New York City has been decimated by war and plague, and most of civilization has migrated to underground enclaves, where life expectancy is no more than the early 20's. When Deuce turns 15, she takes on her role as a Huntress, and is paired with Fade, a teenage Hunter who lived Topside as a young boy. When she and Fade discover that the neighboring enclave has been decimated by the tunnel monsters—or Freaks—who seem to be growing more organized, the elders refuse to listen to warnings. And when Deuce and Fade are exiled from the enclave, the girl born in darkness must survive in daylight, in the ruins of a city whose population has dwindled to a few dangerous gangs. As the two are guided by Fade’s long-ago memories, they face dangers, and feelings, unlike any they’ve ever known.
Enclave by Ann Aguirre
One sentence sum-up: a story of survival in a world where each day is a struggle to live another day.
My reaction: I was pleasantly surprised by how much I enjoyed Enclave. The main character Deuce is an appealing heroine to root for – one who is physically and mentally tough-as-nails, and one to match Katniss of The Hunger Games for determination. I loved that Deuce revels so much in the joy she receives from the actual physical experience of fighting. She is not without flaws, though. Seeing her grow emotionally, learning to welcome vulnerability and view her feelings as a strength rather than a weakness, was fabulous. Her companion Fade is a little more difficult to get to know, but that is part of his personality as well; he's not one to open up to just anybody, instead holding himself at a distance. I definitely enjoyed the progression of the relationship between them, as they start out wary of each other, and learn to trust one another as hunting partners before anything romantic happens.
The combination of the dystopian society of the underground enclave and the post-apocalyptic setting of the world above in Topside worked really well, and I was glad that we get a chance to see both. I do have quite a few lingering questions about both how the enclave functions and what happened to bring about the post-apocalyptic state of Topside, but this is only the first of a series so I'm betting I'll get some of those questions answered in the next novels.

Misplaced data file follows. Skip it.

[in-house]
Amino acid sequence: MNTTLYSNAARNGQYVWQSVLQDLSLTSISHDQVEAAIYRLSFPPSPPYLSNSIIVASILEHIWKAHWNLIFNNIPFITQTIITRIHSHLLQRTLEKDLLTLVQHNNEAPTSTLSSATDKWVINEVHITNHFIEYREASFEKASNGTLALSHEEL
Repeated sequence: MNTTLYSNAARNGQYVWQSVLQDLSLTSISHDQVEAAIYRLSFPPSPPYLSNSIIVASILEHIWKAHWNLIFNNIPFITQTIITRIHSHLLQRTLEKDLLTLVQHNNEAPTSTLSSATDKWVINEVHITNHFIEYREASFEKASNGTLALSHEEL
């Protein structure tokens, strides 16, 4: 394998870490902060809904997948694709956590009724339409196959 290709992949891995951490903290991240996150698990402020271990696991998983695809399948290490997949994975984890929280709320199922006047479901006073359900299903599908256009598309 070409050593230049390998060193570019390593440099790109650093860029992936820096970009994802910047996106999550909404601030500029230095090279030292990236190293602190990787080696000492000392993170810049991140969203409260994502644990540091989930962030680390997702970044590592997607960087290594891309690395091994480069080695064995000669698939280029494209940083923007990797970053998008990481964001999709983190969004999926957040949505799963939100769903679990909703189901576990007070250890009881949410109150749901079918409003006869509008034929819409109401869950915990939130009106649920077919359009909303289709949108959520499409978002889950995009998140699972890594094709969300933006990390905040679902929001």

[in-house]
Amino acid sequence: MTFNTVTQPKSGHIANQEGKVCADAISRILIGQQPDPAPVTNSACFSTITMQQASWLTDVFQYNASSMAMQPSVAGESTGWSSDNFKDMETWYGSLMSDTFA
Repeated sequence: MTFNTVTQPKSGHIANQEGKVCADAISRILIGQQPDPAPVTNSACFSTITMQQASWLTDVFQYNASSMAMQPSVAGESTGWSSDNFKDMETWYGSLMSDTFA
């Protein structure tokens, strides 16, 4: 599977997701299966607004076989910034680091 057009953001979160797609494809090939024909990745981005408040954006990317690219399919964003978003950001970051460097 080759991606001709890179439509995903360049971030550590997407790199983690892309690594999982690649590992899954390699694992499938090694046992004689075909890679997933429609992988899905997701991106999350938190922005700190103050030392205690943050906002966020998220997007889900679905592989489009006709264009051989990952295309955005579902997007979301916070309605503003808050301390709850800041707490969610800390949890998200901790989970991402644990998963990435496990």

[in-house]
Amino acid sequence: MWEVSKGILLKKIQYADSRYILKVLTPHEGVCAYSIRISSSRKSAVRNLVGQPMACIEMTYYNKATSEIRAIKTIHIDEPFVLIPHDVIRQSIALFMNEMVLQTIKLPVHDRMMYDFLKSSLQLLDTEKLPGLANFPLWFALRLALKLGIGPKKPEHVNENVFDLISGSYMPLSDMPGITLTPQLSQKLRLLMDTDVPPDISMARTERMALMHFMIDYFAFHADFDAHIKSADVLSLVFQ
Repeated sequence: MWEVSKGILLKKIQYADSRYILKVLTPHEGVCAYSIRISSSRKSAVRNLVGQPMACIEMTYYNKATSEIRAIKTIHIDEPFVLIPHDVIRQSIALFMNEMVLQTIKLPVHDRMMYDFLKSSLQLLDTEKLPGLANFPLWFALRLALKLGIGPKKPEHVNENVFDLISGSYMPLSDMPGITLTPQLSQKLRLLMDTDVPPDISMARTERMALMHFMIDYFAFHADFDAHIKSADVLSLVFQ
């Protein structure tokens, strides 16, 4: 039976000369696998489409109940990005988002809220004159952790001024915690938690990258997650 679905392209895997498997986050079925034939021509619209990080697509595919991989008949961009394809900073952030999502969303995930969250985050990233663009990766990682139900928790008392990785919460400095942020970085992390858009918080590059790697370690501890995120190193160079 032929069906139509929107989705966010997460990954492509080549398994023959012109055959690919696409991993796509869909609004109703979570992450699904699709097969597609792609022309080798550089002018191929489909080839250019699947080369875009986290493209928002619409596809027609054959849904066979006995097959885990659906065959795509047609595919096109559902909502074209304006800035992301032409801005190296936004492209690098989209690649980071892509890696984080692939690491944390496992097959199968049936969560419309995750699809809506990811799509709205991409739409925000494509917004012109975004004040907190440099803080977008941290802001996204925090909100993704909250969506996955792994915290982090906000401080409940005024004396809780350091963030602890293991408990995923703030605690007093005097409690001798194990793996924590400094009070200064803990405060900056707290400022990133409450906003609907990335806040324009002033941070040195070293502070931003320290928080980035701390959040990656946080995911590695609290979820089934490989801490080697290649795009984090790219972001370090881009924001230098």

While the stakes are certainly raised high at the climax, I did find that the resolution to it was a little too convenient for my taste. Spoilery bit, highlight to read: yes, Deuce does keep the fire going (although I'm not sure a dream/hallucination of Silk was really necessary for that), but Longshot stopping by and leading them to safety struck me as taking away some of the companions' independence in forging their own path, and making it rather easy for them all of a sudden.
Best aspect: Aguirre manages quite successfully to write a book that is the first in a series and yet maintains an internal story arc. So often books that start off a series, especially when world-building is key (as it is in dystopian books), spend most of the time setting things up for the next few books. This is not the case with Enclave – there is enough resolution to leave the reader feeling satisfied, but still plenty more questions to be explored in sequels. Plus, Aguirre doesn't compromise the speed of the plot in order to give us world-building. There is plenty of action happening here!
I also appreciated the importance that relics from the past play in Enclave, especially given that the past is our present. Books and other written materials are treasured in Deuce's community, so much so that the role of Wordkeeper comes with a lot of power. Indeed, "hoarding" ancient items is punishable by exile. Weaving the tale of The Day Boy and the Night Girl by George Macdonald (which I wasn't actually familiar with before) throughout was a particularly nice literary touch.
And one specific point: I thought Deuce's reaction to Topside after she'd been living underground her whole life was portrayed very accurately. Her fear and anxiety over the openness of the world and the vastness of the sky was extremely believable, especially since Deuce prefers to conquer fears with fighting, and this was one she could not simply punch or club or slash out of existence.
If I could change something... I wanted to see more of the other enclave, Nassau. We don't really get much description of it when Deuce and Fade peek in, and I thought they should have done a bit more reconnaissance. Perhaps there's a reason for this, and we'll find out more about what was happening there in the sequel, though?
Also, while I got a good feel for most of the characters, I couldn't really picture Tegan that well. Maybe it's because she didn't have a strong personality like Deuce, and so in comparison she felt a little diminished, but she just didn't quite come alive for me. Plus, there was one plot point involving her that stretched my credulity. Spoiler, highlight to read: if the Wolves don't trust Tegan, then why do they assign only her to guard Deuce? I didn't buy that they would be so thoughtless as to leave those two completely unattended.
Hopes for the sequel? More of the Fade-Deuce romance! They were constantly on the run in this one so I'll admit romantic interludes were not altogether that practical. But the ones we do see are adorable and I would welcome more in the next book.
In ten words or less: an engrossing read that will keep you flipping the pages.
Final verdict: 4.5 shooting stars.
Author's website: www.annaguirre.com
Disclaimer: I received an Enclave ARC from the publisher for review for A Cornucopia of Dystopia.